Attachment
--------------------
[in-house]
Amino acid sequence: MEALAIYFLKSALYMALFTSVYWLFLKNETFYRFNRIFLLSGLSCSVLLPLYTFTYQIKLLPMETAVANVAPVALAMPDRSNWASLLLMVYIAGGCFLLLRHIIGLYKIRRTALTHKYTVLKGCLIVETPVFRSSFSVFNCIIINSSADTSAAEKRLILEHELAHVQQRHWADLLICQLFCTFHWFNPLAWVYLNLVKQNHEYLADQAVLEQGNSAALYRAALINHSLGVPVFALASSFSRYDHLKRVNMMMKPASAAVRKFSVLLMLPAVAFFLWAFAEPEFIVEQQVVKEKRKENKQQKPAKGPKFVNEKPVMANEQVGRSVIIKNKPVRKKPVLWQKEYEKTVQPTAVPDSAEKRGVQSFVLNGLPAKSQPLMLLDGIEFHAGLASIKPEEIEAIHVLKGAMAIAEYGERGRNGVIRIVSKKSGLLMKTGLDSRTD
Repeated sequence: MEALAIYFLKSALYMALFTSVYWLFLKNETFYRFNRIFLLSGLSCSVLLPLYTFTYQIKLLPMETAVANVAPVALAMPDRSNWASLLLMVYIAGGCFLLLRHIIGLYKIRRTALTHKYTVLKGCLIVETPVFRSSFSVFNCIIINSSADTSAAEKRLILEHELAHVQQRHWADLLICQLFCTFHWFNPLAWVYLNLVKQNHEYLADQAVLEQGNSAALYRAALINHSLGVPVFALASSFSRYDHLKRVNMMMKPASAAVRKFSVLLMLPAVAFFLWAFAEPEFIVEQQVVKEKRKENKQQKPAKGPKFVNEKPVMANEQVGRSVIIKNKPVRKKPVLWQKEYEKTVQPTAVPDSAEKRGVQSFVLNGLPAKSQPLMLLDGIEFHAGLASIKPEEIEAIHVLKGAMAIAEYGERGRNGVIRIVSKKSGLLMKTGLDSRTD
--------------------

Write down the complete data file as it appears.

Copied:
[in-house]
Amino acid sequence: MEALAIYFLKSALYMALFTSVYWLFLKNETFYRFNRIFLLSGLSCSVLLPLYTFTYQIKLLPMETAVANVAPVALAMPDRSNWASLLLMVYIAGGCFLLLRHIIGLYKIRRTALTHKYTVLKGCLIVETPVFRSSFSVFNCIIINSSADTSAAEKRLILEHELAHVQQRHWADLLICQLFCTFHWFNPLAWVYLNLVKQNHEYLADQAVLEQGNSAALYRAALINHSLGVPVFALASSFSRYDHLKRVNMMMKPASAAVRKFSVLLMLPAVAFFLWAFAEPEFIVEQQVVKEKRKENKQQKPAKGPKFVNEKPVMANEQVGRSVIIKNKPVRKKPVLWQKEYEKTVQPTAVPDSAEKRGVQSFVLNGLPAKSQPLMLLDGIEFHAGLASIKPEEIEAIHVLKGAMAIAEYGERGRNGVIRIVSKKSGLLMKTGLDSRTD
Repeated sequence: MEALAIYFLKSALYMALFTSVYWLFLKNETFYRFNRIFLLSGLSCSVLLPLYTFTYQIKLLPMETAVANVAPVALAMPDRSNWASLLLMVYIAGGCFLLLRHIIGLYKIRRTALTHKYTVLKGCLIVETPVFRSSFSVFNCIIINSSADTSAAEKRLILEHELAHVQQRHWADLLICQLFCTFHWFNPLAWVYLNLVKQNHEYLADQAVLEQGNSAALYRAALINHSLGVPVFALASSFSRYDHLKRVNMMMKPASAAVRKFSVLLMLPAVAFFLWAFAEPEFIVEQQVVKEKRKENKQQKPAKGPKFVNEKPVMANEQVGRSVIIKNKPVRKKPVLWQKEYEKTVQPTAVPDSAEKRGVQSFVLNGLPAKSQPLMLLDGIEFHAGLASIKPEEIEAIHVLKGAMAIAEYGERGRNGVIRIVSKKSGLLMKTGLDSRTD